If you ever feel like your child has too much homework you’re not alone. Last year, actor Rob Delaney sparked debate after complaining about the amount given to his seven-year-old son. Here, Gina Clarke reveals how the amount of homework and test revision given to her six-year-old has gradually taken over from after school activities and playtime.
As the mum of a social butterfly, it has always been a worry of mine that when it came to school and clubs, something would have to give.
When my daughter Emily was 3-years old, I gave birth to her baby brother Timothy, and from then on our relationships with clubs was born. After her half day at nursery (thanks 15-hour funding!) we would embark on a routine of ballet, gymnastics and Tumble Tots to give me a precious hour sat with a coffee and my newborn. While pregnant, I had deliberately put her name down for venues that offered a viewing window, so I could watch one while caring for the other.
By flinging my outgoing child into an environment where she had to stand up for herself and complete new tasks, all under the watchful eye of her parent, Emily began to excel in social situations. So, when the homework started to roll in, perhaps it wasn’t at the top of the list.
At first, the workload seemed light. She would be asked to draw a picture of her family tree or bring a favourite toy into school. It felt manageable to keep up the clubs as well as the homework. We added Rainbows to the mix and afterschool clubs such as football and dance but I made sure to talk with the teacher and agree on how much my now 5-year old could cope with.
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Gradually more things would be sent home, with dot-to-dot puzzles, a book to read once a week and a computer programme to help with her maths – which she excelled at. So I wasn’t worried when the teacher mentioned a short phonics test at the end of the year.
We carried on with the vigorous routine of school and clubs, all the while her brother was getting bigger so I enrolled them both on back-to-back classes, hoping to make my life easier.
Towards the end of Year 1, I received a letter to say that Emily would be receiving 1-2-1 maths tuition. I questioned this, “Is she failing in maths?” I remember asking, feeling shocked as this was her forte. The teachers tried to reassure me, that it was just a way to smooth her transition into Year 2, but suddenly a resource pack with homework appeared and I would have to choose between a bath or completing it some nights after she finished her activities and eaten her dinner.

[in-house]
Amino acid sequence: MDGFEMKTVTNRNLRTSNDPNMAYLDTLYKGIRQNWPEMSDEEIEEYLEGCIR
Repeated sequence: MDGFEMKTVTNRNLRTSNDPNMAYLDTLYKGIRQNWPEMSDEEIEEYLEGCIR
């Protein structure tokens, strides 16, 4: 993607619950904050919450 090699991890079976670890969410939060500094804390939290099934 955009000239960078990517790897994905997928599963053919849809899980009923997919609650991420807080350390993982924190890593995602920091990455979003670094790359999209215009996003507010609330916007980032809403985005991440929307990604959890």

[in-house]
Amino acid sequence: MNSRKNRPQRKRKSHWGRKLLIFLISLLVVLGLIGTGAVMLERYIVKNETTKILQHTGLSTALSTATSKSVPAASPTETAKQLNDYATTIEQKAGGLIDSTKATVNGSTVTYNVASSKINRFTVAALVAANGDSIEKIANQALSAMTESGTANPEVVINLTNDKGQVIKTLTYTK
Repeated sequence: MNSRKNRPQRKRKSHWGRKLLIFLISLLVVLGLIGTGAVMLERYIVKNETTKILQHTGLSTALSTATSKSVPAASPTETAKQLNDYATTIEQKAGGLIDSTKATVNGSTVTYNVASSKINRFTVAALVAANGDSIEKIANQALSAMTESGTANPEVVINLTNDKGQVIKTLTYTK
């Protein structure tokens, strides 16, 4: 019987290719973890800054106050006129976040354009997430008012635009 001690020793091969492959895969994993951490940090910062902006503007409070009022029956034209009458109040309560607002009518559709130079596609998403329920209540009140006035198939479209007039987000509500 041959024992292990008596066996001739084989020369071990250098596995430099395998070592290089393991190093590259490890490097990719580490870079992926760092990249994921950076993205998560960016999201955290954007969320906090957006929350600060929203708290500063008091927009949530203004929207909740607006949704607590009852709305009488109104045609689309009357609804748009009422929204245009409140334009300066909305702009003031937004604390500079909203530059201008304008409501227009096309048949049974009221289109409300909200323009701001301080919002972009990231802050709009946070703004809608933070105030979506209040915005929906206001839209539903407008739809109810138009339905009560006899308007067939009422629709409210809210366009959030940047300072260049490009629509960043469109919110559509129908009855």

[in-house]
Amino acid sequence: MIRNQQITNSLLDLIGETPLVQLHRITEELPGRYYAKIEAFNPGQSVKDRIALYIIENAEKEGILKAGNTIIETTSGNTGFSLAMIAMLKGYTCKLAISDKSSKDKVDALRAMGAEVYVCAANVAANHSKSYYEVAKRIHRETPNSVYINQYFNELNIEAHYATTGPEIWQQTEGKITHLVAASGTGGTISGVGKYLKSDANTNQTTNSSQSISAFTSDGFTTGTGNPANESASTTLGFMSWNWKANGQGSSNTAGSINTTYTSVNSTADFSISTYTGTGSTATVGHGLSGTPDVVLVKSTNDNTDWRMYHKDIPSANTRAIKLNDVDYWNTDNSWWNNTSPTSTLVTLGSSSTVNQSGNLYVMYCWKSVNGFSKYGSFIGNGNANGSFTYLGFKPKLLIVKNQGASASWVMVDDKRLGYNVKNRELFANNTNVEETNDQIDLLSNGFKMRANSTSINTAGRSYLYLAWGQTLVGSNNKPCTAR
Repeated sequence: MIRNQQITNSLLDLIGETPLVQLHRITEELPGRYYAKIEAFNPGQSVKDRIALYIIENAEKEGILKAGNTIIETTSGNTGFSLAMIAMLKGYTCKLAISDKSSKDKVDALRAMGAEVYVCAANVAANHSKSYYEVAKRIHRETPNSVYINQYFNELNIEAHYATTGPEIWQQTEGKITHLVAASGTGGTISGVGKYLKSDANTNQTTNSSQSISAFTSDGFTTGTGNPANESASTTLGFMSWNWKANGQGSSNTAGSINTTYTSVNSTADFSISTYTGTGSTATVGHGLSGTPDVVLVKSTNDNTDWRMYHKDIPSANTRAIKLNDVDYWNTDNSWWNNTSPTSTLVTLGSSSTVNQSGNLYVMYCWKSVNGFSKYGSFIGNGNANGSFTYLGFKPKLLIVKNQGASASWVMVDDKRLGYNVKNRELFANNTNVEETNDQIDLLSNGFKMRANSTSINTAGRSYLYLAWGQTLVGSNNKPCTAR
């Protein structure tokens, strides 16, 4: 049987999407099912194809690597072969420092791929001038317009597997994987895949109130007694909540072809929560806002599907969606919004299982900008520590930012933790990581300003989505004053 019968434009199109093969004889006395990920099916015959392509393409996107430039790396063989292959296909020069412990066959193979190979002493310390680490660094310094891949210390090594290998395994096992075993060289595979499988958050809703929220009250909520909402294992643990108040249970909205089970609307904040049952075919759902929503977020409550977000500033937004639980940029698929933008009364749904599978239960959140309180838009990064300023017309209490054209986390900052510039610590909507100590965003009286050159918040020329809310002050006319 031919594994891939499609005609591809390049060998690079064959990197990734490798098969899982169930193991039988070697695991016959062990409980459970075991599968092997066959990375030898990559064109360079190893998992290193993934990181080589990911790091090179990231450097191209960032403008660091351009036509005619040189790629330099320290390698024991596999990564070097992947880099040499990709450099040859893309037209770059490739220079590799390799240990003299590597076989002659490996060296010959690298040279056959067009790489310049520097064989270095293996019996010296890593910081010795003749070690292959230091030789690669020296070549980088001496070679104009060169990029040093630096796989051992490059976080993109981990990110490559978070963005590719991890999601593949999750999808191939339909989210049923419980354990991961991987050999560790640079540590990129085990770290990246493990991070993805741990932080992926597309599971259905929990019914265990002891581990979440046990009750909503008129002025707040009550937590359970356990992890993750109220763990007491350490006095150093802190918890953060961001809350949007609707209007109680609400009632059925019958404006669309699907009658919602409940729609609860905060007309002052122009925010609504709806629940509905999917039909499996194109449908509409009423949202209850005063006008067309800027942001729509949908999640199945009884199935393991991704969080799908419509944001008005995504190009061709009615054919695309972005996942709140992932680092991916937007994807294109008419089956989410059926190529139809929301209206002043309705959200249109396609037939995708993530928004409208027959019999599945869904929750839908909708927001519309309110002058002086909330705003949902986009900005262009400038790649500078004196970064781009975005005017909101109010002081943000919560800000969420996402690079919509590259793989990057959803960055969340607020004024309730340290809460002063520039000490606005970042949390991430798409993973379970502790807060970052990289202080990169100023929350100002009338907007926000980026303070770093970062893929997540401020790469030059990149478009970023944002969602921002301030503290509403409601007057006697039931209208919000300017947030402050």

There simply wasn’t enough time in the day to fill out the nightly sheets of paper. Made up of maths games and more dot-to-dot puzzles, most of them couldn’t be done without adult supervision, so it wasn’t even as though I could set her up and start dinner. If I’m honest we probably didn’t spend as much time on them as we were supposed to.
Then the shocker, she had failed a phonics test. Those ‘sound of the week’ cards I thought were just for using with her chosen book were actually to be memorised! She was then tested on 20 of them without being told what it was. Knowing my daughter, she would have lost interest quickly but had she known it was a test, I’m sure she would have tried harder.
When I told her that she had failed, she was shocked and tearful. We immediately vowed to stop the clubs, and make homework the priority. My 5-year old felt like a failure. It was clear that it played heavily on her mind all summer, as my outgoing daughter suddenly realised that she might have to work at being clever after all.
Now we’re in Year 2, and the clubs have slowed down while the homework has gone up. We have 3 activities a term to report on in a special record, plus nightly reading and maths and English on the computer. She still squeezes in a few after-school clubs though, such as football and Rainbows.
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Despite the opportunities available for further clubs, we’ve said no. Instead, she reads me a book every night and in turn, I read her a few pages of Harry Potter. Already, we are half way through the first book.
But as the winter weather approaches and the chance to play outside disappears, I realise that friends, opportunities and the crucial ability to socialise are disappearing. Instead, she resigns herself to another hour of maths on the computer. At 6-years old, I find this heart breaking. Homework really has changed my daughter.
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